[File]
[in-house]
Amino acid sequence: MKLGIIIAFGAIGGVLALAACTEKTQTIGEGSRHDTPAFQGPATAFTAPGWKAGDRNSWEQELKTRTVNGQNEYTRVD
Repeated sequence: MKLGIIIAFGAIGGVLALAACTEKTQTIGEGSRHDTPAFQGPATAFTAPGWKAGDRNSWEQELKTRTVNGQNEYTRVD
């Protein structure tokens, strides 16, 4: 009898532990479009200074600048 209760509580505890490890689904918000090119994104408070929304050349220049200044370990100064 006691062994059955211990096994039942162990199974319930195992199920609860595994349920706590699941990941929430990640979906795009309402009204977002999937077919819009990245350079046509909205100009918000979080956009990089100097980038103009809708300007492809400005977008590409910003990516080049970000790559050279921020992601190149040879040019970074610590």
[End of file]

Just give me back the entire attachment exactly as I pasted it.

[in-house]
Amino acid sequence: MKLGIIIAFGAIGGVLALAACTEKTQTIGEGSRHDTPAFQGPATAFTAPGWKAGDRNSWEQELKTRTVNGQNEYTRVD
Repeated sequence: MKLGIIIAFGAIGGVLALAACTEKTQTIGEGSRHDTPAFQGPATAFTAPGWKAGDRNSWEQELKTRTVNGQNEYTRVD
């Protein structure tokens, strides 16, 4: 009898532990479009200074600048 209760509580505890490890689904918000090119994104408070929304050349220049200044370990100064 006691062994059955211990096994039942162990199974319930195992199920609860595994349920706590699941990941929430990640979906795009309402009204977002999937077919819009990245350079046509909205100009918000979080956009990089100097980038103009809708300007492809400005977008590409910003990516080049970000790559050279921020992601190149040879040019970074610590």